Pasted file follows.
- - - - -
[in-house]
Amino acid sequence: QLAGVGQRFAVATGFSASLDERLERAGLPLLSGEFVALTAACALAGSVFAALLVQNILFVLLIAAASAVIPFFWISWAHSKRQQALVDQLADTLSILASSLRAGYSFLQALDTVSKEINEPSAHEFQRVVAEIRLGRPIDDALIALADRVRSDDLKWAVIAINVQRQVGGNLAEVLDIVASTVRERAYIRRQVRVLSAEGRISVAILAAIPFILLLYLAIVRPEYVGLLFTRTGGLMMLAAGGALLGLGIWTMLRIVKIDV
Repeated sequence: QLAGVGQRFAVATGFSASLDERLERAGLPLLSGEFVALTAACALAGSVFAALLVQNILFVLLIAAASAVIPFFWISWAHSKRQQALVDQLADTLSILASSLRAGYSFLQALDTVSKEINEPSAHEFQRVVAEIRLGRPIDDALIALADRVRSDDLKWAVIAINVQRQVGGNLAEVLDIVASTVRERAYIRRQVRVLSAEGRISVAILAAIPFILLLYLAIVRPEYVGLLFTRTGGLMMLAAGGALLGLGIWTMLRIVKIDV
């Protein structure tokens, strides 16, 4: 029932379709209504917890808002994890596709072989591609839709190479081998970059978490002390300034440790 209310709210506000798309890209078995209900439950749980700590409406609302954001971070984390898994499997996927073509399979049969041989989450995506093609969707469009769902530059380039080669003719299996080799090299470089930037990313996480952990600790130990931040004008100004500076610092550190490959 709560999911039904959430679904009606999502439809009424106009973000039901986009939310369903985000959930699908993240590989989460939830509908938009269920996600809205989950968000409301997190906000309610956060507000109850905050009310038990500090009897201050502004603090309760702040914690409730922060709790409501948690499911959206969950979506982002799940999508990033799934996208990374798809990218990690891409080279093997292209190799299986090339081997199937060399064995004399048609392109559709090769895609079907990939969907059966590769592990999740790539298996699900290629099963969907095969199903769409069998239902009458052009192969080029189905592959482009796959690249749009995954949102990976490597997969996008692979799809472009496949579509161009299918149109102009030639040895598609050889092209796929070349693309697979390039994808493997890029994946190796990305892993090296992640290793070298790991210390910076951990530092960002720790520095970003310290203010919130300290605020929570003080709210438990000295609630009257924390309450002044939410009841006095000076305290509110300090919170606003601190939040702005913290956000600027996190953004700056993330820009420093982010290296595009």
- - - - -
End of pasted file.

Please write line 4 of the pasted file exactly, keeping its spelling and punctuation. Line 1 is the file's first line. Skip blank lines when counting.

């Protein structure tokens, strides 16, 4: 029932379709209504917890808002994890596709072989591609839709190479081998970059978490002390300034440790 209310709210506000798309890209078995209900439950749980700590409406609302954001971070984390898994499997996927073509399979049969041989989450995506093609969707469009769902530059380039080669003719299996080799090299470089930037990313996480952990600790130990931040004008100004500076610092550190490959 709560999911039904959430679904009606999502439809009424106009973000039901986009939310369903985000959930699908993240590989989460939830509908938009269920996600809205989950968000409301997190906000309610956060507000109850905050009310038990500090009897201050502004603090309760702040914690409730922060709790409501948690499911959206969950979506982002799940999508990033799934996208990374798809990218990690891409080279093997292209190799299986090339081997199937060399064995004399048609392109559709090769895609079907990939969907059966590769592990999740790539298996699900290629099963969907095969199903769409069998239902009458052009192969080029189905592959482009796959690249749009995954949102990976490597997969996008692979799809472009496949579509161009299918149109102009030639040895598609050889092209796929070349693309697979390039994808493997890029994946190796990305892993090296992640290793070298790991210390910076951990530092960002720790520095970003310290203010919130300290605020929570003080709210438990000295609630009257924390309450002044939410009841006095000076305290509110300090919170606003601190939040702005913290956000600027996190953004700056993330820009420093982010290296595009």